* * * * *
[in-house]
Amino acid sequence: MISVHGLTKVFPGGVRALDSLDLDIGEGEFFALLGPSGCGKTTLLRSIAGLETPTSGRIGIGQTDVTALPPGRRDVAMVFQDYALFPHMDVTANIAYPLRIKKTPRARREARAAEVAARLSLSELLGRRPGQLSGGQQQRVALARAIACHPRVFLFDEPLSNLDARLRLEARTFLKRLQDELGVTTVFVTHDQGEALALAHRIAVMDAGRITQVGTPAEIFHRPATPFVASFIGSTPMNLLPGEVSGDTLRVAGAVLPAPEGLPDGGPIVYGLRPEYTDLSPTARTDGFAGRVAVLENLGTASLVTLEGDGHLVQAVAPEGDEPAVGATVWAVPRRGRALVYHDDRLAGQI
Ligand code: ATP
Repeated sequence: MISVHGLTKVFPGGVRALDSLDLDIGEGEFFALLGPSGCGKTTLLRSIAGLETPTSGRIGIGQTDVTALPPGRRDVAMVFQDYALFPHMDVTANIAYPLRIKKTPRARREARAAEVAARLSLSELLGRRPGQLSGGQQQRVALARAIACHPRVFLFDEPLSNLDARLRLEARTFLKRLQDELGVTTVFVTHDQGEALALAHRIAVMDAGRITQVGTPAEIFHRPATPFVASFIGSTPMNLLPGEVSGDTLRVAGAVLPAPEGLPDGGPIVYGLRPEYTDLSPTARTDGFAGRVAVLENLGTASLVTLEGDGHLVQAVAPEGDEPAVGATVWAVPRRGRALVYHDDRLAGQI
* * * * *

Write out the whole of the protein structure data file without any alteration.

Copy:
[in-house]
Amino acid sequence: MISVHGLTKVFPGGVRALDSLDLDIGEGEFFALLGPSGCGKTTLLRSIAGLETPTSGRIGIGQTDVTALPPGRRDVAMVFQDYALFPHMDVTANIAYPLRIKKTPRARREARAAEVAARLSLSELLGRRPGQLSGGQQQRVALARAIACHPRVFLFDEPLSNLDARLRLEARTFLKRLQDELGVTTVFVTHDQGEALALAHRIAVMDAGRITQVGTPAEIFHRPATPFVASFIGSTPMNLLPGEVSGDTLRVAGAVLPAPEGLPDGGPIVYGLRPEYTDLSPTARTDGFAGRVAVLENLGTASLVTLEGDGHLVQAVAPEGDEPAVGATVWAVPRRGRALVYHDDRLAGQI
Ligand code: ATP
Repeated sequence: MISVHGLTKVFPGGVRALDSLDLDIGEGEFFALLGPSGCGKTTLLRSIAGLETPTSGRIGIGQTDVTALPPGRRDVAMVFQDYALFPHMDVTANIAYPLRIKKTPRARREARAAEVAARLSLSELLGRRPGQLSGGQQQRVALARAIACHPRVFLFDEPLSNLDARLRLEARTFLKRLQDELGVTTVFVTHDQGEALALAHRIAVMDAGRITQVGTPAEIFHRPATPFVASFIGSTPMNLLPGEVSGDTLRVAGAVLPAPEGLPDGGPIVYGLRPEYTDLSPTARTDGFAGRVAVLENLGTASLVTLEGDGHLVQAVAPEGDEPAVGATVWAVPRRGRALVYHDDRLAGQI